Animals · squirrels

Watcher in the Woods

A few evenings ago, my husband and I were sitting on the deck talking when I happened to notice movement in the trees next to the deck. I looked over to discover that we were being watched. A squirrel was perched in a branch next to the deck.


It looked really cute hugging the tree branch so I went to get my camera. Surprisingly, the squirrel stayed and kept listening to us.

When Don talked, it turned toward him.


When I talked, it turned toward me.


It looked like a young squirrel to me and I have a theory about young suburban squirrels: I think they’re lonely when they first get booted out of their mother’s nest. The young ones hang around and watch and listen a lot more than the older ones do.

It’s something I first noticed the summer of 2003, but with a young one-eyed raccoon that we named One Eye. (Such an imaginative name. Ha!) She showed up every day about three o’clock and she stayed all night, or at least until we went to bed. When I sat in the swing we had on the deck, she sat on the other end of the deck. When I went into the yard, she followed along on the fence. When I went inside, she sat just outside the sliding glass door, looking in, sometimes leaning right up against it. She just wanted to be near me.

I’ve noticed the same thing with the squirrels, although being busy little creatures they don’t lounge around for hours and hours like my raccoon friend did. But the young ones do hang around a lot. They watch. They listen. They clown around, doing cute things outside the door to get my attention. Then, after they have babies of their own, they become all business. It’s what happened with my darling Shorty. He was such a friendly little guy the first year he was here but now he doesn’t even glance my way when I talk to him.  Sometimes he doesn’t even stop by for months at a time. My little watcher in the woods will be the same. Next year, he might stop by to raid the stash once in awhile but he won’t pause to hang out near us.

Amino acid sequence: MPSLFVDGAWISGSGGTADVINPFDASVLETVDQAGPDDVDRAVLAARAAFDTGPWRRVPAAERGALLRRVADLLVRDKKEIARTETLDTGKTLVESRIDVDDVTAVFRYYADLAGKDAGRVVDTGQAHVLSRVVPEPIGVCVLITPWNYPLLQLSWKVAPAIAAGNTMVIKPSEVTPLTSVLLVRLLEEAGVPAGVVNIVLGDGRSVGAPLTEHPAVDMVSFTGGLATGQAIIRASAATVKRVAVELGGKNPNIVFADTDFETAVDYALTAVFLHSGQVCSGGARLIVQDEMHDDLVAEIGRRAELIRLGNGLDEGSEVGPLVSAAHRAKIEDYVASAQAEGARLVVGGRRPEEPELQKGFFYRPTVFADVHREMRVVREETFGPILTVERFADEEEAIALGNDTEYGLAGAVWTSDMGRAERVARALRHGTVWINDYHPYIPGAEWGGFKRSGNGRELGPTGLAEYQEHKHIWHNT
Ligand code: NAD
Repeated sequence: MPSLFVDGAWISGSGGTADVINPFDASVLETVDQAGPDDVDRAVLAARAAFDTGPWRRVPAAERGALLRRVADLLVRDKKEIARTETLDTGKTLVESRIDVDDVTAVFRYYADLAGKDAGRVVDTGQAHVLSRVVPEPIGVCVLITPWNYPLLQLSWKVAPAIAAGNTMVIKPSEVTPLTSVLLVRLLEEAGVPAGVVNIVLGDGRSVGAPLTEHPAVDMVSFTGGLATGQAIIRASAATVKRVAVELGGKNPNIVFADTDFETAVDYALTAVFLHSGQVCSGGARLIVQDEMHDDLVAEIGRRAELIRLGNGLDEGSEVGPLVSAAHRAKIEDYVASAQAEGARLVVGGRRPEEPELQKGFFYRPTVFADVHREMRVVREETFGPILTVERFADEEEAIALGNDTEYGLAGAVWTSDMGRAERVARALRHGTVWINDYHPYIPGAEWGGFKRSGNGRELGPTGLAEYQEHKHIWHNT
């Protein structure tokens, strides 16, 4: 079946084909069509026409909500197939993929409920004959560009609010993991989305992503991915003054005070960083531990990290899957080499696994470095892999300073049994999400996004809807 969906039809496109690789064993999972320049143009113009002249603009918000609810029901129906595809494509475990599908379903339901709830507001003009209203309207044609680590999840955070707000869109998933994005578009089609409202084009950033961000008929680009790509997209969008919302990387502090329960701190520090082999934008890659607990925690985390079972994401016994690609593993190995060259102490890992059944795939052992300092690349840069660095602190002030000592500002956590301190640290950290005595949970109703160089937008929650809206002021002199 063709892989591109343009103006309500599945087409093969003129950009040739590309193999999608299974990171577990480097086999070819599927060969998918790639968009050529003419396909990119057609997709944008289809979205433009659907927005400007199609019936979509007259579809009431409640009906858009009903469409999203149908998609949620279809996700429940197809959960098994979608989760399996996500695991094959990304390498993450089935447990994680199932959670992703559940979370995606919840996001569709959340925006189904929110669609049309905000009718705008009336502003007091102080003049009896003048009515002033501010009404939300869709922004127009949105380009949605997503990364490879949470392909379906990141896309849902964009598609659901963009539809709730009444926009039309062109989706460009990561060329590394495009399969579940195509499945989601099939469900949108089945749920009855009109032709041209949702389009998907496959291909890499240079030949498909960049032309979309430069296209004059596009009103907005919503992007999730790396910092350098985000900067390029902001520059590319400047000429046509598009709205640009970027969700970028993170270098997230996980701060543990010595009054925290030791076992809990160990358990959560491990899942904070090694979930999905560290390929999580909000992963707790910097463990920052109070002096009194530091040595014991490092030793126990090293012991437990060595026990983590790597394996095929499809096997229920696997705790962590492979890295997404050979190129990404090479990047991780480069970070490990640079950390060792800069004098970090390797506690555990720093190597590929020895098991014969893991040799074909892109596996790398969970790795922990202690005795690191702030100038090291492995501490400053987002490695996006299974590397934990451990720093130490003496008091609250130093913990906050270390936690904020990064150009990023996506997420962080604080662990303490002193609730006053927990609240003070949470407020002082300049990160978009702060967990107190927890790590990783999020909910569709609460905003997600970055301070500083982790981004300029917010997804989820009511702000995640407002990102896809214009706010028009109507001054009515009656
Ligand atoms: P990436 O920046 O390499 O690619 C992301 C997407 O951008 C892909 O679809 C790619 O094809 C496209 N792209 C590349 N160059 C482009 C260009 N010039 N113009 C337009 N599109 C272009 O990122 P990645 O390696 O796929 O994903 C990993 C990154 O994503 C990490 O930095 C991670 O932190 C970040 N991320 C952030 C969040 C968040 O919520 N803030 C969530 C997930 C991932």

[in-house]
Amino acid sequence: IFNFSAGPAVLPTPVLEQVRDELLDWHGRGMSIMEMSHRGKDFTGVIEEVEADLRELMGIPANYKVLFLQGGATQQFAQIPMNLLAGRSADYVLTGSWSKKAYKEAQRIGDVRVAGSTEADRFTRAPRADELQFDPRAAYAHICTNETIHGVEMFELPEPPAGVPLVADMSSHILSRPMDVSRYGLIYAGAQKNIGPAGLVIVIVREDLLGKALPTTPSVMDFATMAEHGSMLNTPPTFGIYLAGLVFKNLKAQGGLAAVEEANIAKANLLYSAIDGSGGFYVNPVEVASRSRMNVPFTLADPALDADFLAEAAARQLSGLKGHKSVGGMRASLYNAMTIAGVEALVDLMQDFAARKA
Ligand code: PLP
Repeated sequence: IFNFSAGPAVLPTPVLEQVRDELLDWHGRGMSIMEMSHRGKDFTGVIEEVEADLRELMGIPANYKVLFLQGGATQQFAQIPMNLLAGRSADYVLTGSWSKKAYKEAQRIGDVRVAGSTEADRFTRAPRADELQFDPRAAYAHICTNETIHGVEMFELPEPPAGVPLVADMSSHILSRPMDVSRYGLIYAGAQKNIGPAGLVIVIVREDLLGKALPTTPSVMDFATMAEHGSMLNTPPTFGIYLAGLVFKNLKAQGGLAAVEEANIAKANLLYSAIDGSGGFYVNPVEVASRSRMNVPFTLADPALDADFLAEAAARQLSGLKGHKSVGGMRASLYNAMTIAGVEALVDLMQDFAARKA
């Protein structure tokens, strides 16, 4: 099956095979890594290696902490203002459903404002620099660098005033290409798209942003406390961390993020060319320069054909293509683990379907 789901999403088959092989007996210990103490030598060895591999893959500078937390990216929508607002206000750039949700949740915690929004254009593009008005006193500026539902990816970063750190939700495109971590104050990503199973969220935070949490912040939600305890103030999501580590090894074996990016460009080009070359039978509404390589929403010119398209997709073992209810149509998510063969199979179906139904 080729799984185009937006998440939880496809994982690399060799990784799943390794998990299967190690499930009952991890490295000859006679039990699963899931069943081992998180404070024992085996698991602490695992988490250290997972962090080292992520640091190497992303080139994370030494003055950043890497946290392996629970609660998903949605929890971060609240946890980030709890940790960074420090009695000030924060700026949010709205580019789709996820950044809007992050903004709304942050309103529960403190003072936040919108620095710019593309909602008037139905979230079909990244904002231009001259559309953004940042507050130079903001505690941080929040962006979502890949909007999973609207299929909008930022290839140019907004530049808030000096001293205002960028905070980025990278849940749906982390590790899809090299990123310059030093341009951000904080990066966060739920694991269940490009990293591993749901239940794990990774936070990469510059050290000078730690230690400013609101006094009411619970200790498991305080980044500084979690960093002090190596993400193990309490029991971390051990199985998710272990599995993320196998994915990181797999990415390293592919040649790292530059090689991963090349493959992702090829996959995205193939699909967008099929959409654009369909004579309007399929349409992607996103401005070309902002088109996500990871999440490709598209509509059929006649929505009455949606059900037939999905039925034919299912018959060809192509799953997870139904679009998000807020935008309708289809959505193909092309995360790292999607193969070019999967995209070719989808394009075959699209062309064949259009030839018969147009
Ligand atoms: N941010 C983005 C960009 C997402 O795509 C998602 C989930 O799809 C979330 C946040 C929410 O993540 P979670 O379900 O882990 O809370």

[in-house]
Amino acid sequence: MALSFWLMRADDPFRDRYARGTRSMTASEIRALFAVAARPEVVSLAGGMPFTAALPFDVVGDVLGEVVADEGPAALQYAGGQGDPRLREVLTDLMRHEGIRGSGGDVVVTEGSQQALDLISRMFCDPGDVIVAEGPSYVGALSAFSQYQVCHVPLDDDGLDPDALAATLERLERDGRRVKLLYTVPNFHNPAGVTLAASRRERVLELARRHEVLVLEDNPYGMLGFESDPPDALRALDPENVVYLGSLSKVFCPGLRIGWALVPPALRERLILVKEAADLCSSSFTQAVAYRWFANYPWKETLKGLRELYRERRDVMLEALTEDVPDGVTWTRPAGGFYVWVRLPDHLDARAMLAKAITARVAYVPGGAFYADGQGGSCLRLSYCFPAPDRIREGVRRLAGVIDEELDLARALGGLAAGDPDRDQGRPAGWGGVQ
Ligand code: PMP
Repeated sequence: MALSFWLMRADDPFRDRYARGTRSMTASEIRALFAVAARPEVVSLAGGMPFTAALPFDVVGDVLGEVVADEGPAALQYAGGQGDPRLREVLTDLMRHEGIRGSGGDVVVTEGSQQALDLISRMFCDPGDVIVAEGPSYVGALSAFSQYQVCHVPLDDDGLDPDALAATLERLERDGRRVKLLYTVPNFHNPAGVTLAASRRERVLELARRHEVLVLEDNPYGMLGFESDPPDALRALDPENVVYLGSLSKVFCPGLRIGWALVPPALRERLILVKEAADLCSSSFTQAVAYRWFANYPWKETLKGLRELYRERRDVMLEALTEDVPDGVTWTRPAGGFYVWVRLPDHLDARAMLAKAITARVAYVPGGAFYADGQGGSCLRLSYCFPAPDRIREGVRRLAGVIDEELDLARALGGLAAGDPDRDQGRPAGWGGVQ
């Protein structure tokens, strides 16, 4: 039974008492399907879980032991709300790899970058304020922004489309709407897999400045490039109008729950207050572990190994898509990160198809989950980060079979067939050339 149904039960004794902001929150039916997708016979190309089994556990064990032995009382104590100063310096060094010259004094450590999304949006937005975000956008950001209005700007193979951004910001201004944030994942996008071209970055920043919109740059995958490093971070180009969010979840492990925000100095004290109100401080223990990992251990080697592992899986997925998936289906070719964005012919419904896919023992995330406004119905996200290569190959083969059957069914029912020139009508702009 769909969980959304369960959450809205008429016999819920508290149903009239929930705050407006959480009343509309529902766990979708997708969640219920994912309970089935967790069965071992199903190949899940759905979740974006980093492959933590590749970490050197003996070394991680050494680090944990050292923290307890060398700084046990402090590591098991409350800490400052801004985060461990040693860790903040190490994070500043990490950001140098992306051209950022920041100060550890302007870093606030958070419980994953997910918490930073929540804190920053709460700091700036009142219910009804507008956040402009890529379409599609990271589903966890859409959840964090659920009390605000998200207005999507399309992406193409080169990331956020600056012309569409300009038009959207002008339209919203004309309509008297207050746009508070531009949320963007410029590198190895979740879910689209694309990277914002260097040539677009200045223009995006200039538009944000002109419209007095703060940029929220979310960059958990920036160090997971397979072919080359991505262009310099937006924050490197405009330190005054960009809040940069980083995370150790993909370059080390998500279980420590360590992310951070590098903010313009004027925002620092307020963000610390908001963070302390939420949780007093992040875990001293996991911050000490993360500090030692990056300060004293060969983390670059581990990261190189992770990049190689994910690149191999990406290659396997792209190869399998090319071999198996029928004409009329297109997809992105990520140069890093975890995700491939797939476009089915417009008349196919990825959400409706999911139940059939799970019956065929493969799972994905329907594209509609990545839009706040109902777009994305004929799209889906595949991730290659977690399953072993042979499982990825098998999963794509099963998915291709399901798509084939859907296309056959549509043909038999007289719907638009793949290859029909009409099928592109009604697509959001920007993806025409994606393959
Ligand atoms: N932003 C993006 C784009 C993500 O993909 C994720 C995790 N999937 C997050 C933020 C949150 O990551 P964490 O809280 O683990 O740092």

This is why I don’t worry about the squirrels becoming too dependent. They know what to do. And they know where to leave their youngsters – with me! I’m happy to keep them company during those first lonely months out of the nest.


9 thoughts on “Watcher in the Woods

  1. That sort of relationship with the little critters must bring you a lot of pleasure.

    It’s only just recently that what I thought was noisy coo-cooing from the doves on my balcony was usually the tame one calling to let me know he/she was there and hungry. This particular bird stops calling when I go out and put some seed out for it. Interestingly, this dove knows I’m not a threat and I can slowly put the seed bowl right next to where it is perching on the fence. All other doves fly over to the warehouse roof when I open the sliding door and go out on to my balcony. I find it interesting that all the birds know I am the feeder source but only one ‘trusts’ me to get up close.

  2. I do admire the rapport you have with your critter friends! I think the wild things around here would just as soon bite me on the ankles as they would listen to what I have to say! It’s been so hot and rainy this summer, that I haven’t been out taking pictures of them as much, and I need Fall to come around so badly…

    1. I would like to think that the squirrels sense my motherly energy and are drawn to me but, truthfully, they’re just as friendly with everyone else that lives here and they run from me if I’m on ground level. They are good listeners when they visit my deck though!

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